Monday, February 23, 2009

Seattle Garden Show

I’m not a morning person but there are certain things, events, meetings, occasions that require me to get up early. Going to the Seattle Garden show is one of those occasions that I willingly get up for. I said willingly, not wide awake.

My friend Kim was the only member of our small group who was going to be able to go on Friday and Friday was the only day I could go. We were set to meet Kim’s mom Sherry in Mt. Vernon but she hadn’t been feeling well, so decided to stay home.

Kim and I were on the road by 7:45 AM. I left the house early enough to stop by my local Starbucks for a wake-up fix of a Grande, white chocolate, non-fat, two pump, peppermint mocha. We visited all the way to Seattle and in no time at all we had arrived. Kim knows her way around Seattle having grown up there but the most difficult part was finding a parking garage and then remembering what floor we were on.

We had already pre-purchased our tickets so we breezed right on in. The first major display was four outdoor rooms decorated with salvaged doors, windows, tiles, quilts, ironing boards used as tables, and clay tiles used in a checkerboard pattern with grasses to form walkways and patios.

We moved into the mail hall to see the large garden room displays. The vast heights of the convention center were unnoticeable because the lighting was centered on the displays and all overhead lighting was dimmed way down low, almost like looking up at a dark sky with tiny stars overhead. It felt very intimate looking at the plants, the furniture, ponds, and garden structures, even when standing next to hundreds of people.

Kim’s sister Lori arrived with two of her friends and we sort of wandered together, exchanging comments and snapping photos of our favorite displays. Kim’s mom called and said that she felt better and was driving down to meet us and shortly she arrived.

There were vendors selling every type of garden ornament, flags, sculptures, statues, jewelry, clothing, and furniture. The next hall was filled with vendors selling systems that water the garden, fertilize the garden, lights for the garden, garden sheds, ponds, baskets, gloves, and more. On the other side of the room was the main course. The plants and bulbs, the baubles that make a garden come to life and give it bling with color and bloom. I bought red crocosmia masoniorum (lucifer – montbretia) and foxtail lily for my garden. I was looking for voodoo lily - Dracunculus vulgaris but the one vendor who had them, had sold out. Kim bought some dahlias for her growing collection or is that addiction.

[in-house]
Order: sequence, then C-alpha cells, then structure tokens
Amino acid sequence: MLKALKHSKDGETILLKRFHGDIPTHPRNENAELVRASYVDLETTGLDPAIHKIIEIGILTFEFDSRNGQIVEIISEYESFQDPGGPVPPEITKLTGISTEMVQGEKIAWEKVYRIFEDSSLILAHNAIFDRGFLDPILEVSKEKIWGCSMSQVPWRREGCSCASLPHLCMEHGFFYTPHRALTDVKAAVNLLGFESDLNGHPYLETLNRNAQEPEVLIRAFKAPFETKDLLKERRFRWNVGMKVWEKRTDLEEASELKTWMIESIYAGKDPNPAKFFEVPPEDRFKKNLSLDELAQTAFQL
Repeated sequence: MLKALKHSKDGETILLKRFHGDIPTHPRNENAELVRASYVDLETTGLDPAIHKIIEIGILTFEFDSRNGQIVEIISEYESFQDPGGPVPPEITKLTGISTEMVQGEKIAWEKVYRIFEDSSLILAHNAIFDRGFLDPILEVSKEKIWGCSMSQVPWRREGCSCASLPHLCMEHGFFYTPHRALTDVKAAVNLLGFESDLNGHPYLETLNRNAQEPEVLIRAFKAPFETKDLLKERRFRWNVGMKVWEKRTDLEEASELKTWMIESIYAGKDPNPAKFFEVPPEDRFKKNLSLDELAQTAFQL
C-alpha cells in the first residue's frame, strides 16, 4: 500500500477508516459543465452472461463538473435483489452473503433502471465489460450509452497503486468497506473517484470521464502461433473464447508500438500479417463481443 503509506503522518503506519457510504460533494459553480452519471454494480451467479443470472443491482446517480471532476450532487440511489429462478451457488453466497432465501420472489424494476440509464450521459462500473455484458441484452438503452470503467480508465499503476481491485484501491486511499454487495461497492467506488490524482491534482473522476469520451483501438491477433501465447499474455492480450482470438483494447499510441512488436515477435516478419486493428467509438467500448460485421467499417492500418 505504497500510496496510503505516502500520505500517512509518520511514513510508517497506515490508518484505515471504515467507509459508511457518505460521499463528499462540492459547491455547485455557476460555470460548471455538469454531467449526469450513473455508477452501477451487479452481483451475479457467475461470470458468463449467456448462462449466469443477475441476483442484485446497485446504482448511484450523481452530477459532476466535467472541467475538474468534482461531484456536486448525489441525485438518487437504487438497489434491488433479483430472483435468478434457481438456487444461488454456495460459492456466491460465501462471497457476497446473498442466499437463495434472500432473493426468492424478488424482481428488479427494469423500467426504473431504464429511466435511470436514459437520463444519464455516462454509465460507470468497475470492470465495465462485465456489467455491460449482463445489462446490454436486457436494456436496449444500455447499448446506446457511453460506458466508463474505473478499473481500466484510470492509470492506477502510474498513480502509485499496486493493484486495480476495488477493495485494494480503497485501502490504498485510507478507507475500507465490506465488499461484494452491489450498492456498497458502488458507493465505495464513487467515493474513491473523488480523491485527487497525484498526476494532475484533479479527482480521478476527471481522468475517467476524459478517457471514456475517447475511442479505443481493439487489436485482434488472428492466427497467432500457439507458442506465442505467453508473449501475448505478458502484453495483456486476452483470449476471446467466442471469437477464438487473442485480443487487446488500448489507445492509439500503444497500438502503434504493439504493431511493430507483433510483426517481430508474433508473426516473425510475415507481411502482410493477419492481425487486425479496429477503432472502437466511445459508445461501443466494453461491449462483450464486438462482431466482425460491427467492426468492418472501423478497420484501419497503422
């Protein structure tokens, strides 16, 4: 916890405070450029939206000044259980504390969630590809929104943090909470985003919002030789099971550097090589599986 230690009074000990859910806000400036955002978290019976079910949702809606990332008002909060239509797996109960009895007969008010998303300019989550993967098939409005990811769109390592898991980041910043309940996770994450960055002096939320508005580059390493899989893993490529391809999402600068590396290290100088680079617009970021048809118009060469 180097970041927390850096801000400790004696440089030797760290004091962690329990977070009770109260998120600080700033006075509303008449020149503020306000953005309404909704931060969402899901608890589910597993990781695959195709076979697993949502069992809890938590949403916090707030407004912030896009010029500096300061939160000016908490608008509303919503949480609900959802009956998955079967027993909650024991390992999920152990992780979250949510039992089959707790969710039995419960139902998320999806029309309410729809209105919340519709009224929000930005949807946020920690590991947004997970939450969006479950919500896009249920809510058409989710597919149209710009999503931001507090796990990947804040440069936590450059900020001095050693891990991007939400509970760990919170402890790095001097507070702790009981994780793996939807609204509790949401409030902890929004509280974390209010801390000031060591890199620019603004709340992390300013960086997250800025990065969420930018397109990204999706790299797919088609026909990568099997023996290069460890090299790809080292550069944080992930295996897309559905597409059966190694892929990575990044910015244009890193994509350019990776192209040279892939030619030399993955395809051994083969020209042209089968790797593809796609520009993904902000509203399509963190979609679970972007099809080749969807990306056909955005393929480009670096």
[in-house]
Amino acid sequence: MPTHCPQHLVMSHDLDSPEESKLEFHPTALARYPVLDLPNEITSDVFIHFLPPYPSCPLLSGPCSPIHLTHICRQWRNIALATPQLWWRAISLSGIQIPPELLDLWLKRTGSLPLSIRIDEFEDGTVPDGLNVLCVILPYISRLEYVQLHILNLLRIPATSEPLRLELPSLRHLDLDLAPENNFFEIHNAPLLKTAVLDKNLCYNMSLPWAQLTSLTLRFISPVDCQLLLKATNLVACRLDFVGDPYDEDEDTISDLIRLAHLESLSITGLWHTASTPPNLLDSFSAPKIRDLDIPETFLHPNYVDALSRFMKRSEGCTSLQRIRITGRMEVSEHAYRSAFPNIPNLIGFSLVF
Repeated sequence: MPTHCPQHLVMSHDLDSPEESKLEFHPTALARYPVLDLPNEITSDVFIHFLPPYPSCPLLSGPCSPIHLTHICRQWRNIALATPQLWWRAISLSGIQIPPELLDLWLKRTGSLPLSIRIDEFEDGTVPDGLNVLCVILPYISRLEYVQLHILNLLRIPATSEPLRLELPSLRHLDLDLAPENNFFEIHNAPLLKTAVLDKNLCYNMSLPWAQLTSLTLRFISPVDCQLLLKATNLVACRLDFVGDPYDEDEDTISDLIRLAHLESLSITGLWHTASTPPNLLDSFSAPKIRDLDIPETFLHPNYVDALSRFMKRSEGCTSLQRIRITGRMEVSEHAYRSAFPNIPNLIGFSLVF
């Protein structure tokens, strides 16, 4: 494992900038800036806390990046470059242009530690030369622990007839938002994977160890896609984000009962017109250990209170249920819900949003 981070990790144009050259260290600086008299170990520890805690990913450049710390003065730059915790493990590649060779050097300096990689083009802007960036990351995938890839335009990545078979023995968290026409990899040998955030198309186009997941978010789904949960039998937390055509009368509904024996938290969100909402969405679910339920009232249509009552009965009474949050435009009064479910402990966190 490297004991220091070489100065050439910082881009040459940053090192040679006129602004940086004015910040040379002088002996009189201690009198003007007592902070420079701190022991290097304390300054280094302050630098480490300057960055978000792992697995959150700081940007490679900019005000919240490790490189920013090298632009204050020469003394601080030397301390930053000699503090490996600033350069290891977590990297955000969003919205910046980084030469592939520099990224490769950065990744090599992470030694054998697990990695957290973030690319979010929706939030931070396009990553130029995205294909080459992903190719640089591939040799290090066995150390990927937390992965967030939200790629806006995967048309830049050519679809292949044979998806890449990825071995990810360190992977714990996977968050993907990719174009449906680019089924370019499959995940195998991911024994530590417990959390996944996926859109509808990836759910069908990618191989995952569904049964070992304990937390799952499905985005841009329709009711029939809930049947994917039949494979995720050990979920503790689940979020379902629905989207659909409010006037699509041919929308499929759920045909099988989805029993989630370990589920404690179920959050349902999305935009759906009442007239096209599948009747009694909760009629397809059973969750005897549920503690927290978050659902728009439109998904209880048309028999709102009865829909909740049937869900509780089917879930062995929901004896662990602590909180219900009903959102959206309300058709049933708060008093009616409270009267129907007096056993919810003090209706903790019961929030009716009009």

When we had walked up and down all the aisles, assured that we hadn’t missed anything, we headed back to the main vendor area near the front entrance. A small artist from Portland had decorative garden lights made from recycled tin cans and hanging garden art pieces that were cut from steel. Kim bought a really cute teapot, cup, and spoon to hang in her garden. Smith and Hawken designed a wall around their display with clay pots set into the walls from floor to chest high and windows to look in. On the other side were benches built into the wall with turquoise and cream fabrics. The upper parts of the walls were filled with a patchwork of grasses in different colors. On the opposite was a matching display to form the room boundaries. A large work table made out of wood and surround by chairs made a beautiful vignette with a tall back wall of large wooden boxes designed to house garden accessories and lit with copper globes and copper down lights. With an unlimited budget anything is possible and I know what I want when I win the lottery. Through in an outdoor fireplace, a waterfall, and a warm weather climate and I would be good.

It was a great day to wander and see what creative minds could do to inspire us to garden. This was also the last year of the Seattle Garden show so now we will only have our local garden show and private gardens that open to the public for special events to encourage us to garden.

Kim and I stopped at The Red Robin on the way home for dinner and the arrived home about fourteen hours after we left that morning. A full day of exposing the minds to color, whimsy, imagination, ideas and goals of what we can do with our own gardens. Yes it was a very good day.

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